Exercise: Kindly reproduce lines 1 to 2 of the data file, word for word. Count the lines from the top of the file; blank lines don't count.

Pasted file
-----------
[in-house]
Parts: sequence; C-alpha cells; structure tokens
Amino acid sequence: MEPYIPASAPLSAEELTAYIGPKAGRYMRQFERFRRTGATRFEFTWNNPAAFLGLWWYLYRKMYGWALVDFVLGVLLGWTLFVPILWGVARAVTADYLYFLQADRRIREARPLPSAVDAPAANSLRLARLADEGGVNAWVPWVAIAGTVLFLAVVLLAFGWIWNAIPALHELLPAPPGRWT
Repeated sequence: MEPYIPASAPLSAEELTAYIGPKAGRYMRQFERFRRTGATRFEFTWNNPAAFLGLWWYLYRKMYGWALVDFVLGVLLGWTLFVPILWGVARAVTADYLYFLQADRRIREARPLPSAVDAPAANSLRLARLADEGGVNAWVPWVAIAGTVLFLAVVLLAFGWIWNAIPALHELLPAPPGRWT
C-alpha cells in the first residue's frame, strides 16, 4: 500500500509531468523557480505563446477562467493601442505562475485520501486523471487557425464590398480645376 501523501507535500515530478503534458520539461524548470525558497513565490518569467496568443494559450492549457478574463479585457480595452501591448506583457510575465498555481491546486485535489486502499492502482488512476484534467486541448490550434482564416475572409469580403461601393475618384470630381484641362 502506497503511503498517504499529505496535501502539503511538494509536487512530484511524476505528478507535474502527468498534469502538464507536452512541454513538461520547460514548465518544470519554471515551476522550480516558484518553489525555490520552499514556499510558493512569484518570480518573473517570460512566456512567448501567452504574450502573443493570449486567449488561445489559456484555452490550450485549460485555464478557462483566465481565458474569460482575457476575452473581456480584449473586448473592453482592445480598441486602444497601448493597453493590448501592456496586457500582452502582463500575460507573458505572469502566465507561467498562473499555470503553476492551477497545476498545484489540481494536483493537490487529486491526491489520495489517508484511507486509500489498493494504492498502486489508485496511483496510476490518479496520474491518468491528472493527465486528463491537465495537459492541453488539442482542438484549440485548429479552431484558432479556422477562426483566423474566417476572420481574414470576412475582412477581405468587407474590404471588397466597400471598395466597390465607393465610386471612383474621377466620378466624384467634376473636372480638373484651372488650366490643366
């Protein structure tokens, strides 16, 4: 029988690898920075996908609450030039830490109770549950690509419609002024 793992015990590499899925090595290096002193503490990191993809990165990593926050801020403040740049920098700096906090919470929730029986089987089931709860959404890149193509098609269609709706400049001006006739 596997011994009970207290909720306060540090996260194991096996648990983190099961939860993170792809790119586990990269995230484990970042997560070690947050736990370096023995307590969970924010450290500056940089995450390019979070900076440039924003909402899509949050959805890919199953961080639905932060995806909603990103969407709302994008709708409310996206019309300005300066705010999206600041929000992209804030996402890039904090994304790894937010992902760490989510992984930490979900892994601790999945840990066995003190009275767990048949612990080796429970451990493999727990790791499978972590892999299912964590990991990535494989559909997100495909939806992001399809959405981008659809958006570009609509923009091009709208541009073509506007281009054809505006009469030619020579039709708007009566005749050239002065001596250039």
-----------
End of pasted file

[in-house]
Parts: sequence; C-alpha cells; structure tokens